1929 Nile Water Agreement
Under the conditions, Egypt would receive 48 billion cubic meters of water per year and Sudan 4 billion cubic meters of water. Egypt would not need the agreement of upstream states to carry out water projects on its own territories, but could veto projects on all tributaries of the Nile in upstream countries, including the 43,130-square-kilometer Lake Victoria. The world`s second largest freshwater lake is fed by direct rainfall and thousands of streams from Tanzania, Burundi, Uganda and Kenya, all located in east central Africa. Sudan and Egypt also signed an agreement in 1959 that shared the waters of the Nile between them. (c) Egypt therefore has 1,900,000 hectares awaiting water and ploughs; In his speech to the House of Commons on July 10, 1924, Mr. Ramsay MacDonald, then prime minister, even went so far as to say, “The Egyptian farmer can be entirely satisfied that Sudan`s independence, under the agreement we are ready for, does not mean that he will enjoy a single pint of water less than if he had it and worked it himself.” The letters exchanged on May 7, 1929 should be interpreted for the purposes of this communiqué. They certainly record a net profit for Egypt. They do so in the teeth of a neutral impartial expert who has not declared that Egypt has a legal or real arrest warrant, in equality or according to customs, to claim all the “unconseded” water that could be needed to give its 1,900,000 hectares of unpaid fertility like his. But the Balagh, spokesman for the Wafd, as the opposition close to the party is called, saw things differently and published on 18 May a long criticism of the agreement. Parliament did not meet when the agreement was signed, so one does not have the means to say what the Fellah thinks of the case.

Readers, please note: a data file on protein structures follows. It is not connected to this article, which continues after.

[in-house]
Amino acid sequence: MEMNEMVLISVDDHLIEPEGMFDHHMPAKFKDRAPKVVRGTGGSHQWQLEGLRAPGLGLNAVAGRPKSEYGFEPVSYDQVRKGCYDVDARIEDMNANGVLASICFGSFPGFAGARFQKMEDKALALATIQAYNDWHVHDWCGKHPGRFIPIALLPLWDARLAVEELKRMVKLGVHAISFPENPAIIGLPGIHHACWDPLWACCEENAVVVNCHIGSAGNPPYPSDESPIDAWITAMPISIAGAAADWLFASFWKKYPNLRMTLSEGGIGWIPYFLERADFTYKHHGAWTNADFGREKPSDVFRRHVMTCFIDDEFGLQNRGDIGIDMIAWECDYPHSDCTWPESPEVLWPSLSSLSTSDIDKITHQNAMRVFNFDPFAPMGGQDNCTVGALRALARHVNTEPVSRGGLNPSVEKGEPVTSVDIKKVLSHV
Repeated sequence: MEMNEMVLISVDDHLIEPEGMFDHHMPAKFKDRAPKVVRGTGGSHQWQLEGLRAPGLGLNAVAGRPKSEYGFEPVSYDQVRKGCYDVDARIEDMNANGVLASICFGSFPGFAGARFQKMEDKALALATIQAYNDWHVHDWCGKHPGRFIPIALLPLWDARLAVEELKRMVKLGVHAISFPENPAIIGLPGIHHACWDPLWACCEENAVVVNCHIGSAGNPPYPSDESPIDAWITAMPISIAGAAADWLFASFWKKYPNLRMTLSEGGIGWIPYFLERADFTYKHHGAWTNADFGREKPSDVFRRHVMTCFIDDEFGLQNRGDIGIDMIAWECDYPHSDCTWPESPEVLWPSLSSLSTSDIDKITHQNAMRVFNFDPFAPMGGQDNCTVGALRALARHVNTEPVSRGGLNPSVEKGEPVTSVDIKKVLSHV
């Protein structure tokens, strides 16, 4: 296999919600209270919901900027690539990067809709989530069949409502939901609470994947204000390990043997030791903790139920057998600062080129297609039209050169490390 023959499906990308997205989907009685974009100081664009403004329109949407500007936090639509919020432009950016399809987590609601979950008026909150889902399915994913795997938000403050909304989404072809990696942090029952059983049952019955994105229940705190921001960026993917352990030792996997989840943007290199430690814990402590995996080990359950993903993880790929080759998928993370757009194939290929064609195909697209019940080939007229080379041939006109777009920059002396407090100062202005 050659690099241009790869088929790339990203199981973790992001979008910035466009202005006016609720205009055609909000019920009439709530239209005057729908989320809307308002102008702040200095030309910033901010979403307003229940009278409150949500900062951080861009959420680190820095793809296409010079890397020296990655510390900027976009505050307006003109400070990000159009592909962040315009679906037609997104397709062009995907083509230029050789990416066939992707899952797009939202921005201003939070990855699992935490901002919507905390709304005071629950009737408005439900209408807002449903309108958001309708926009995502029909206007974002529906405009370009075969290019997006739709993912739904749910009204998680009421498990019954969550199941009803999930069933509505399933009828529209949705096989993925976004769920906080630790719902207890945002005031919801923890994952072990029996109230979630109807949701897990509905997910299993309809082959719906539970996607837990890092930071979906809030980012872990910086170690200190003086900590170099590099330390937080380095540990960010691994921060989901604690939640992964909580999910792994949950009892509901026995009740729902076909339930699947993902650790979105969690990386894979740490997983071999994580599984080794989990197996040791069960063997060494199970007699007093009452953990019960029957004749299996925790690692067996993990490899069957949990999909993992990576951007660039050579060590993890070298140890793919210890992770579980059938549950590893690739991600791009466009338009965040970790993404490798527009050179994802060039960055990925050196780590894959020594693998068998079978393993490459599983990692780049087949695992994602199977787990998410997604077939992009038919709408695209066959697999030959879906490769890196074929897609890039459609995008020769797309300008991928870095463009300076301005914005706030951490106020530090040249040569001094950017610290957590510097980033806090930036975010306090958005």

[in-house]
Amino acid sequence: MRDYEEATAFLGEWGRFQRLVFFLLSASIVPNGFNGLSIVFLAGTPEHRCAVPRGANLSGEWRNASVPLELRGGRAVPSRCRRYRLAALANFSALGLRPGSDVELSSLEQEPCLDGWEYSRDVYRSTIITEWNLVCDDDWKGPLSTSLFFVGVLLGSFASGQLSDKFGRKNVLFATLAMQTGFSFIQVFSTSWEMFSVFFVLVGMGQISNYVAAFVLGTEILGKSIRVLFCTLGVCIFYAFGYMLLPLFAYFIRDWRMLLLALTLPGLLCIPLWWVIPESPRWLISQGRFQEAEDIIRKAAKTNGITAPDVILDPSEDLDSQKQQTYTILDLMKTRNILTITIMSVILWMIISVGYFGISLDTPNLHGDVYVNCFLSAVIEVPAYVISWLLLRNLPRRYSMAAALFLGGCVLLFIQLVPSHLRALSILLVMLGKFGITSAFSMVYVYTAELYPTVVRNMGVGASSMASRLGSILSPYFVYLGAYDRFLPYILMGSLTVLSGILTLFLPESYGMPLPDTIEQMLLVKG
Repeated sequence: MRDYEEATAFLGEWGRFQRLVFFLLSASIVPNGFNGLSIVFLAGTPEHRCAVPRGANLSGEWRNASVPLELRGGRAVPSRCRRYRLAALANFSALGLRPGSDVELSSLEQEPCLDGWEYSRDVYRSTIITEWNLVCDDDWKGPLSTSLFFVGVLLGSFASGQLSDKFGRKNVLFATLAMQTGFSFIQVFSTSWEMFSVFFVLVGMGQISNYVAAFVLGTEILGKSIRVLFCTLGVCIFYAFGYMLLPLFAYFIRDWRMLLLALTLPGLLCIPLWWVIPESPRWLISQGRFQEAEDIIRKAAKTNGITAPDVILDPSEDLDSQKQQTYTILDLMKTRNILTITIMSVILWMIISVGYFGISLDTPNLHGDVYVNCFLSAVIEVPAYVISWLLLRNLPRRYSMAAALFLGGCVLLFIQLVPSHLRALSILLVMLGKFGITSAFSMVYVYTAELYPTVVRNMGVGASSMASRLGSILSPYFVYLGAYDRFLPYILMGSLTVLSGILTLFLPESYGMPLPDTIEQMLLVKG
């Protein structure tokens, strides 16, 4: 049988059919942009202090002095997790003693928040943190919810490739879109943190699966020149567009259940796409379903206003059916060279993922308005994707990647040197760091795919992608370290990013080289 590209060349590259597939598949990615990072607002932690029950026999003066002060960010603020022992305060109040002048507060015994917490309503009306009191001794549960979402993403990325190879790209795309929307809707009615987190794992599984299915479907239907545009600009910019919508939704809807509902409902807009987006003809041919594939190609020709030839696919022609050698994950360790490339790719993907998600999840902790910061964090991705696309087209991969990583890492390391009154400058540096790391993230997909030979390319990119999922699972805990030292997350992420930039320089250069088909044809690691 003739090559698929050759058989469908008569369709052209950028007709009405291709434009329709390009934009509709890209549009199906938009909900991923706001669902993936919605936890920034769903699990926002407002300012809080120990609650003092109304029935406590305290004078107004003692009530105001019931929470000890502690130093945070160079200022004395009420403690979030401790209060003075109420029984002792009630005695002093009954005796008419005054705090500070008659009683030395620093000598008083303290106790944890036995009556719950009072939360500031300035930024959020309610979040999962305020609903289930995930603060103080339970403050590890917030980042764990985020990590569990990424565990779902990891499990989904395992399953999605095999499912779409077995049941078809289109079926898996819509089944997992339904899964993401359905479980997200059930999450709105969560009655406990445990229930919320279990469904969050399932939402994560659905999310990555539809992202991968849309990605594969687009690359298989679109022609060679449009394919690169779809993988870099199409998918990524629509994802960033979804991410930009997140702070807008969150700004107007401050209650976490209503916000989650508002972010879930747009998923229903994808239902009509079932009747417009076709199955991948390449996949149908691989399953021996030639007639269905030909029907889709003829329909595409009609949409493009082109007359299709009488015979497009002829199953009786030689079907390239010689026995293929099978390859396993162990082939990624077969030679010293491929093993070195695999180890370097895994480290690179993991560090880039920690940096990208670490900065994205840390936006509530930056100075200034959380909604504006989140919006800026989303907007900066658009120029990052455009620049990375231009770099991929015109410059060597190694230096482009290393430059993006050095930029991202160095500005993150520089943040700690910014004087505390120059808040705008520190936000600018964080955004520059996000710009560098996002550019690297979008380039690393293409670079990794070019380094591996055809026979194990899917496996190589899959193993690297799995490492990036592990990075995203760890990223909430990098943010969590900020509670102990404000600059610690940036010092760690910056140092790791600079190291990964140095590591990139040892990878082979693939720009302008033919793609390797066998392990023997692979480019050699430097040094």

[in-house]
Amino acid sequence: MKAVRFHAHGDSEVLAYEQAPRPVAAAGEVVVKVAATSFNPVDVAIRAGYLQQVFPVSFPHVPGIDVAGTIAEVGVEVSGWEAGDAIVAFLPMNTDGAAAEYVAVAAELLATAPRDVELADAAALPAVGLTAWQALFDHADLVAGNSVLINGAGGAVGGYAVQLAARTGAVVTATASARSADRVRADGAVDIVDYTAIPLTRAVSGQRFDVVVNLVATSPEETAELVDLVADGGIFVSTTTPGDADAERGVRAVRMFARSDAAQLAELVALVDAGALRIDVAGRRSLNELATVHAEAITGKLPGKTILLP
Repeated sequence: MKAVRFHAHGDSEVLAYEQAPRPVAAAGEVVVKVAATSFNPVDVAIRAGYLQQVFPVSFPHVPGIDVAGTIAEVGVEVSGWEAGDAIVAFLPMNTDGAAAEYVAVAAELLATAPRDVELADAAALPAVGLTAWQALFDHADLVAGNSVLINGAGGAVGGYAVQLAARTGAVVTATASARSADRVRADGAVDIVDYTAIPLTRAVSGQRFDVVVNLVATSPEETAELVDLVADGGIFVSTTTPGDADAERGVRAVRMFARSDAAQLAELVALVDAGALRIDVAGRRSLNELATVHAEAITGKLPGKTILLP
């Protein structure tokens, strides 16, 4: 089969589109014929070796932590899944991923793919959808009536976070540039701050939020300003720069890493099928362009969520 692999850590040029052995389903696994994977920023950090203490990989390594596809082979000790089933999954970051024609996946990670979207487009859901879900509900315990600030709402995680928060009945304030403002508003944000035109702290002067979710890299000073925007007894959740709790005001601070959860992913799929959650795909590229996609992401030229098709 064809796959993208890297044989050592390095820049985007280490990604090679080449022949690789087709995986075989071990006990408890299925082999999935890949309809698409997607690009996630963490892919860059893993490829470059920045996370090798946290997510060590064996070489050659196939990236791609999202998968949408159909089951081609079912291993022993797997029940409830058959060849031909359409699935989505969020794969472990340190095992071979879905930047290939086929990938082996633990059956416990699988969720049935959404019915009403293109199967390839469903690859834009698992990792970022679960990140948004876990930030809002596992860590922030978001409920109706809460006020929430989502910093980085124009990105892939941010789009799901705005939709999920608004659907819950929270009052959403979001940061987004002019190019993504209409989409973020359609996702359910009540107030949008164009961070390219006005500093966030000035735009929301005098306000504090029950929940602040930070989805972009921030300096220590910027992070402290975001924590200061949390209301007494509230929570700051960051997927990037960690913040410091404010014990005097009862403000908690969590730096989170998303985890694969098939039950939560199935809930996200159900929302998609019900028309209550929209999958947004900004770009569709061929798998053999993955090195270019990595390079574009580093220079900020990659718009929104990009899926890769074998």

However, a passionless analysis seems to show that the agreement, perfect or imperfect, takes a big step forward in establishing healthy Anglo-Egyptian relations and records a net benefit for Egypt. No I: Mohammed Mahmoud Pasha to Lord Lloyd, Cabinet Office (Cairo, 7 May 1929) I take this opportunity, etc. Lloyd High Commissioner The Residence Cairo, 7 May 1929 This convention still needs to be approved by all the countries of the Nile basin. Talks in Kinshasa, Democratic Republic of the Congo, in May 2009 on this new framework for the use of the waters of the Nile broke down after Egypt refused to sign the agreement. Egypt argued that it would not approve a new framework denying it the right to 55.5 billion cubic metres of water per year and its veto power over projects that would undermine its allocation. On April 2, 2011, Meles Zenawi, then Prime Minister of Ethiopia, laid the groundwork for the construction of the Greater Ethiopia Renaissance Dam. The dam is located on the Blue Nile, in the Benishangul-Gumuz region. Shortly after the announcement, the Cairo authorities immediately launched a campaign of words against what they saw as an attempt by Addis Ababa to interfere with Egypt`s water needs. Mohamed Morsi, then Egypt`s president, angrily declared that while he did not call for “war” with Ethiopia, “Egypt`s water security cannot be violated at all,” that “all options are open,” and that Egyptians would not accept projects on the Nile that threaten their livelihoods. . .